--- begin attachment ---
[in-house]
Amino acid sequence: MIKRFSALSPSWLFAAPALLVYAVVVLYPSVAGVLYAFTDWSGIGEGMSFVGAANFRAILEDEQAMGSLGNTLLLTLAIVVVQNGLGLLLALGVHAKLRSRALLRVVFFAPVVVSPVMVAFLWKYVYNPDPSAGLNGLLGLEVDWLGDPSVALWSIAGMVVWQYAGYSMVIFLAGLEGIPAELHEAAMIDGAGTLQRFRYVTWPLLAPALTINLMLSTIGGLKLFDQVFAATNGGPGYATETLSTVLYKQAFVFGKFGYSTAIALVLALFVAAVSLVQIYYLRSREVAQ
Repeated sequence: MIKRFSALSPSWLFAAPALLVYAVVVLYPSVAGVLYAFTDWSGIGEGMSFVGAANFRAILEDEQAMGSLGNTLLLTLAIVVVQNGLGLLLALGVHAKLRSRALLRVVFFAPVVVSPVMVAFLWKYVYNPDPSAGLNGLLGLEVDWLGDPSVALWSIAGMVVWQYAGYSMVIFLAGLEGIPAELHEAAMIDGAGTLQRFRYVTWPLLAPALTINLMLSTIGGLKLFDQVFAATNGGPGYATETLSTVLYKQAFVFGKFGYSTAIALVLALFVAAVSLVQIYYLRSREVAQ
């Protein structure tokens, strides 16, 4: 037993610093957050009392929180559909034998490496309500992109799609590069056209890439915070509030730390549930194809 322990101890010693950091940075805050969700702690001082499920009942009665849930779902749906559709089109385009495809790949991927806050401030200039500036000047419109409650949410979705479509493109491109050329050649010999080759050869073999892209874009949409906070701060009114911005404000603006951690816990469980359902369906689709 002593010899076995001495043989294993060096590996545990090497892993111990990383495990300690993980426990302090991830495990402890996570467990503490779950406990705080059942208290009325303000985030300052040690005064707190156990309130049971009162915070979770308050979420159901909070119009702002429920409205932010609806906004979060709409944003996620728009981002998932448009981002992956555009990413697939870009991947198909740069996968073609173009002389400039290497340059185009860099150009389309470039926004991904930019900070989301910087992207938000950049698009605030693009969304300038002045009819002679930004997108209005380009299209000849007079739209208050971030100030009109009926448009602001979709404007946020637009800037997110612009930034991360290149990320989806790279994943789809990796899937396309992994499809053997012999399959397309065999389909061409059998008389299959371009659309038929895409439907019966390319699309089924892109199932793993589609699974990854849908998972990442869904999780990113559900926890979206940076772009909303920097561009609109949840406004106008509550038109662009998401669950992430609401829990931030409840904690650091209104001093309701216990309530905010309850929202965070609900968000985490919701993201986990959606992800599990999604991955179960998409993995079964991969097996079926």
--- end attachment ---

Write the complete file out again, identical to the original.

[in-house]
Amino acid sequence: MIKRFSALSPSWLFAAPALLVYAVVVLYPSVAGVLYAFTDWSGIGEGMSFVGAANFRAILEDEQAMGSLGNTLLLTLAIVVVQNGLGLLLALGVHAKLRSRALLRVVFFAPVVVSPVMVAFLWKYVYNPDPSAGLNGLLGLEVDWLGDPSVALWSIAGMVVWQYAGYSMVIFLAGLEGIPAELHEAAMIDGAGTLQRFRYVTWPLLAPALTINLMLSTIGGLKLFDQVFAATNGGPGYATETLSTVLYKQAFVFGKFGYSTAIALVLALFVAAVSLVQIYYLRSREVAQ
Repeated sequence: MIKRFSALSPSWLFAAPALLVYAVVVLYPSVAGVLYAFTDWSGIGEGMSFVGAANFRAILEDEQAMGSLGNTLLLTLAIVVVQNGLGLLLALGVHAKLRSRALLRVVFFAPVVVSPVMVAFLWKYVYNPDPSAGLNGLLGLEVDWLGDPSVALWSIAGMVVWQYAGYSMVIFLAGLEGIPAELHEAAMIDGAGTLQRFRYVTWPLLAPALTINLMLSTIGGLKLFDQVFAATNGGPGYATETLSTVLYKQAFVFGKFGYSTAIALVLALFVAAVSLVQIYYLRSREVAQ
């Protein structure tokens, strides 16, 4: 037993610093957050009392929180559909034998490496309500992109799609590069056209890439915070509030730390549930194809 322990101890010693950091940075805050969700702690001082499920009942009665849930779902749906559709089109385009495809790949991927806050401030200039500036000047419109409650949410979705479509493109491109050329050649010999080759050869073999892209874009949409906070701060009114911005404000603006951690816990469980359902369906689709 002593010899076995001495043989294993060096590996545990090497892993111990990383495990300690993980426990302090991830495990402890996570467990503490779950406990705080059942208290009325303000985030300052040690005064707190156990309130049971009162915070979770308050979420159901909070119009702002429920409205932010609806906004979060709409944003996620728009981002998932448009981002992956555009990413697939870009991947198909740069996968073609173009002389400039290497340059185009860099150009389309470039926004991904930019900070989301910087992207938000950049698009605030693009969304300038002045009819002679930004997108209005380009299209000849007079739209208050971030100030009109009926448009602001979709404007946020637009800037997110612009930034991360290149990320989806790279994943789809990796899937396309992994499809053997012999399959397309065999389909061409059998008389299959371009659309038929895409439907019966390319699309089924892109199932793993589609699974990854849908998972990442869904999780990113559900926890979206940076772009909303920097561009609109949840406004106008509550038109662009998401669950992430609401829990931030409840904690650091209104001093309701216990309530905010309850929202965070609900968000985490919701993201986990959606992800599990999604991955179960998409993995079964991969097996079926």